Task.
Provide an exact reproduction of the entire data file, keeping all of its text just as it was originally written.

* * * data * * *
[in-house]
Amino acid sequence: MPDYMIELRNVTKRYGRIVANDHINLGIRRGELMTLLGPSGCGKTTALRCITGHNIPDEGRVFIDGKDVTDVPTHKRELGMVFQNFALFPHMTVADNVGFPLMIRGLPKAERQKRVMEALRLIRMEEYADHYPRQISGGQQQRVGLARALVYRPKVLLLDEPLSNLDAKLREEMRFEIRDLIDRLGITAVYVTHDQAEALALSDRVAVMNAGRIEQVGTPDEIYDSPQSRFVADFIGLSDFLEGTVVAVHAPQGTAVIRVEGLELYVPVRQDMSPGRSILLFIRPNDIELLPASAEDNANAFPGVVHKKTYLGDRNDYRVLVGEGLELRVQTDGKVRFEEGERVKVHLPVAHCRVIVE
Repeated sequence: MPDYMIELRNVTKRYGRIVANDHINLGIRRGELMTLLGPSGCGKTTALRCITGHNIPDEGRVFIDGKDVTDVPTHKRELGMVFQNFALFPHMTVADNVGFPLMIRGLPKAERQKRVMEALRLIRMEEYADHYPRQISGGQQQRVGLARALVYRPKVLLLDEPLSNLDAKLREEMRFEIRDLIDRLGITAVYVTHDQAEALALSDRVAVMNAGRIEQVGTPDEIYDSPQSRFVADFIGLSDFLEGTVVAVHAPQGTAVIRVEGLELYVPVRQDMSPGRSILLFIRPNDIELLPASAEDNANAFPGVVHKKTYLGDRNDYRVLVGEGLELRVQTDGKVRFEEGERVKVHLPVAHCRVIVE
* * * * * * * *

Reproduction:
[in-house]
Amino acid sequence: MPDYMIELRNVTKRYGRIVANDHINLGIRRGELMTLLGPSGCGKTTALRCITGHNIPDEGRVFIDGKDVTDVPTHKRELGMVFQNFALFPHMTVADNVGFPLMIRGLPKAERQKRVMEALRLIRMEEYADHYPRQISGGQQQRVGLARALVYRPKVLLLDEPLSNLDAKLREEMRFEIRDLIDRLGITAVYVTHDQAEALALSDRVAVMNAGRIEQVGTPDEIYDSPQSRFVADFIGLSDFLEGTVVAVHAPQGTAVIRVEGLELYVPVRQDMSPGRSILLFIRPNDIELLPASAEDNANAFPGVVHKKTYLGDRNDYRVLVGEGLELRVQTDGKVRFEEGERVKVHLPVAHCRVIVE
Repeated sequence: MPDYMIELRNVTKRYGRIVANDHINLGIRRGELMTLLGPSGCGKTTALRCITGHNIPDEGRVFIDGKDVTDVPTHKRELGMVFQNFALFPHMTVADNVGFPLMIRGLPKAERQKRVMEALRLIRMEEYADHYPRQISGGQQQRVGLARALVYRPKVLLLDEPLSNLDAKLREEMRFEIRDLIDRLGITAVYVTHDQAEALALSDRVAVMNAGRIEQVGTPDEIYDSPQSRFVADFIGLSDFLEGTVVAVHAPQGTAVIRVEGLELYVPVRQDMSPGRSILLFIRPNDIELLPASAEDNANAFPGVVHKKTYLGDRNDYRVLVGEGLELRVQTDGKVRFEEGERVKVHLPVAHCRVIVE